Liquid biopsy: new cancer test ‘is holy grail’ of early detection
Simple blood test may save countless lives by enabling diagnosis years before symptoms appear
A new blood test with the potential to detect up to ten different cancers long before any symptoms appear may be available on the NHS within five years, scientists have announced.
The procedure, known as a liquid biopsy, is being hailed as a major breakthrough in cancer treatment, after trials on more than 1,600 patients found that the test worked with up to 90% accuracy.
“This is potentially the holy grail of cancer research, to find cancers that are currently hard to cure at an earlier stage when they are easier to cure,” said lead study author Dr Eric Klein, from the Cleveland Clinic’s Taussig Cancer Institute, in Ohio. “We hope this test could save many lives.”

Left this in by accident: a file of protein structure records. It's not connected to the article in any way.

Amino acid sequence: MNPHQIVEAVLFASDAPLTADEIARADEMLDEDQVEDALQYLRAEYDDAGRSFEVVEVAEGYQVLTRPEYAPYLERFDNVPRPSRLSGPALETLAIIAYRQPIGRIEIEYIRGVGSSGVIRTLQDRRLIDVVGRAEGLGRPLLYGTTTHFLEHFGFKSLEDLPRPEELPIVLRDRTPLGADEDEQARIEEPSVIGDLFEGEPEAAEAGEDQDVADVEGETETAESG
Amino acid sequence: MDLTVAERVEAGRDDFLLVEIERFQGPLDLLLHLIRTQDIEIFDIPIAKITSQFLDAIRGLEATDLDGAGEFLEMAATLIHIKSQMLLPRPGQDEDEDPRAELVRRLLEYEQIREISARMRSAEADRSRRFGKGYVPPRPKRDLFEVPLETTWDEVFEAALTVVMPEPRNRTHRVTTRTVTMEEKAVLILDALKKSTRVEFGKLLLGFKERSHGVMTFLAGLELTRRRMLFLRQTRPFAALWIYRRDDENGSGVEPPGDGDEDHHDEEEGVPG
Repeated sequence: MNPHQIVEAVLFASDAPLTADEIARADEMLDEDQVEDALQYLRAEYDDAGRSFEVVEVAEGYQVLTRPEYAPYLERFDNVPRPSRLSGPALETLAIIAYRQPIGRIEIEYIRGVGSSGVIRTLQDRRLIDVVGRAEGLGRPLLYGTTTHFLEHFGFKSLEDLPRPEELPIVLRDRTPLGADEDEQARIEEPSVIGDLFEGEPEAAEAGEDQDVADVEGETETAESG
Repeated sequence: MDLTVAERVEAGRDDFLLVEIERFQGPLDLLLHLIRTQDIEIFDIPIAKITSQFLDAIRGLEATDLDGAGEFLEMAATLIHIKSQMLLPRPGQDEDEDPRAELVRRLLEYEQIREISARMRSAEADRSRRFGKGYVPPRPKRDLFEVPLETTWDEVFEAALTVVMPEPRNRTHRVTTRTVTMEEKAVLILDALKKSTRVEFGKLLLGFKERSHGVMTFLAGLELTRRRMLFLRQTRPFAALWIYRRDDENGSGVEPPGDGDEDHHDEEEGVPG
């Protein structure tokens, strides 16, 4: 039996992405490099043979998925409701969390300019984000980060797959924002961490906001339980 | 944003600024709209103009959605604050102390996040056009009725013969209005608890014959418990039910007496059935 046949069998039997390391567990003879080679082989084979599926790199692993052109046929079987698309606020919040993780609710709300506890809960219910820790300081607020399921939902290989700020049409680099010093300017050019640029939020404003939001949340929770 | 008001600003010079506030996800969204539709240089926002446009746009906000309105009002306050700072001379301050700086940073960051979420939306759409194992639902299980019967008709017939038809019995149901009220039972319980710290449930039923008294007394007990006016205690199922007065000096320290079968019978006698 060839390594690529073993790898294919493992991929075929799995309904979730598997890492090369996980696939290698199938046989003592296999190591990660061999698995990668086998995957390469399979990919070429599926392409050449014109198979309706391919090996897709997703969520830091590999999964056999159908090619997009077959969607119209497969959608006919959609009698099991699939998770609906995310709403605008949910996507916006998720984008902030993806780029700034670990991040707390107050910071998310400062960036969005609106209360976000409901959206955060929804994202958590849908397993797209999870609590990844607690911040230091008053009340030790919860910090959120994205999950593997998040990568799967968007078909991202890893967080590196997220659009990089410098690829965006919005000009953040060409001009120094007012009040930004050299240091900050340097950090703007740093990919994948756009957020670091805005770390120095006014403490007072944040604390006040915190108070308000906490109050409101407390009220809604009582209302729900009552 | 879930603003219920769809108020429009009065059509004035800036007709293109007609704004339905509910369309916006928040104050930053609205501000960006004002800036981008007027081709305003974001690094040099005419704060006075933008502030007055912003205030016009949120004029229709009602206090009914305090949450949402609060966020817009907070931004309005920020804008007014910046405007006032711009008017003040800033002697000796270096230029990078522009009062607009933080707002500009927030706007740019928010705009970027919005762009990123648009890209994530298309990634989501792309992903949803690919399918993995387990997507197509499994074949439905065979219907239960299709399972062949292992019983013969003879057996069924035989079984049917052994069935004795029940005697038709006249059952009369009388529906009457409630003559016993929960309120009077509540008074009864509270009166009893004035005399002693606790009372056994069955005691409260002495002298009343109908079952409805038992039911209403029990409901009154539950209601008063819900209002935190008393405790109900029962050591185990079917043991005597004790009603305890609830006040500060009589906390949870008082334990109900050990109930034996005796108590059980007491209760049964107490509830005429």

The test screens for the disease by detecting tiny fragments of DNA released by cancer cells into the bloodstream. The research - presented at the annual conference of the American Society of Clinical Oncologists, in Chicago - found that the procedure was particularly effective for spotting ovarian and pancreatic cancers.
However, the number of patients in whom cancers were detected in the trials was small. For example, although the test was able to detect ovarian cancer with 90% accuracy, only ten ovarian cancers in total were detected, The Guardian reports.
Nonetheless, liquid biopsies could “dramatically reshape the way that care for cancer and other inherited diseases is delivered”, says The Independent.
Simon Stevens, chief executive of NHS England, said the test has the potential to “unlock enormous survival gains” across the NHS.
“As the NHS marks its 70th anniversary, we stand on the cusp of a new era of personalised medicine that will dramatically transform care for cancer and for inherited and rare diseases,” he added.